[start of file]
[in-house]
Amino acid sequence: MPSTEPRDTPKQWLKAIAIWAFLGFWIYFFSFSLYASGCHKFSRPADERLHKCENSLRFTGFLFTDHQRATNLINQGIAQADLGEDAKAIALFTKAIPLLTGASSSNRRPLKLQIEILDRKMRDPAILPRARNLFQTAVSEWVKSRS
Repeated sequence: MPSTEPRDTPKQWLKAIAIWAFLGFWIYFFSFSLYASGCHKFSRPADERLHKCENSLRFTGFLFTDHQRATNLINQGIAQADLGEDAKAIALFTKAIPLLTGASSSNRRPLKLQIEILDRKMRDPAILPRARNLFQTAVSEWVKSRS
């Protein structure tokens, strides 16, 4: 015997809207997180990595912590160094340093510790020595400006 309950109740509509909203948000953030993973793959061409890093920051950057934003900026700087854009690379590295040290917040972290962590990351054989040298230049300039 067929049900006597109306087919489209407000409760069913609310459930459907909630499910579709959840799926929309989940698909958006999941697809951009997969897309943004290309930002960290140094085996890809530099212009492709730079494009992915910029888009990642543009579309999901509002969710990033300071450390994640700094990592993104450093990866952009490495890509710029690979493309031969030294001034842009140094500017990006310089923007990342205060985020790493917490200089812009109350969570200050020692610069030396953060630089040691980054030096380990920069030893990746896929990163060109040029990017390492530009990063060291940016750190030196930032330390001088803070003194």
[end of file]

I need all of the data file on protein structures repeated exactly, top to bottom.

[in-house]
Amino acid sequence: MPSTEPRDTPKQWLKAIAIWAFLGFWIYFFSFSLYASGCHKFSRPADERLHKCENSLRFTGFLFTDHQRATNLINQGIAQADLGEDAKAIALFTKAIPLLTGASSSNRRPLKLQIEILDRKMRDPAILPRARNLFQTAVSEWVKSRS
Repeated sequence: MPSTEPRDTPKQWLKAIAIWAFLGFWIYFFSFSLYASGCHKFSRPADERLHKCENSLRFTGFLFTDHQRATNLINQGIAQADLGEDAKAIALFTKAIPLLTGASSSNRRPLKLQIEILDRKMRDPAILPRARNLFQTAVSEWVKSRS
């Protein structure tokens, strides 16, 4: 015997809207997180990595912590160094340093510790020595400006 309950109740509509909203948000953030993973793959061409890093920051950057934003900026700087854009690379590295040290917040972290962590990351054989040298230049300039 067929049900006597109306087919489209407000409760069913609310459930459907909630499910579709959840799926929309989940698909958006999941697809951009997969897309943004290309930002960290140094085996890809530099212009492709730079494009992915910029888009990642543009579309999901509002969710990033300071450390994640700094990592993104450093990866952009490495890509710029690979493309031969030294001034842009140094500017990006310089923007990342205060985020790493917490200089812009109350969570200050020692610069030396953060630089040691980054030096380990920069030893990746896929990163060109040029990017390492530009990063060291940016750190030196930032330390001088803070003194």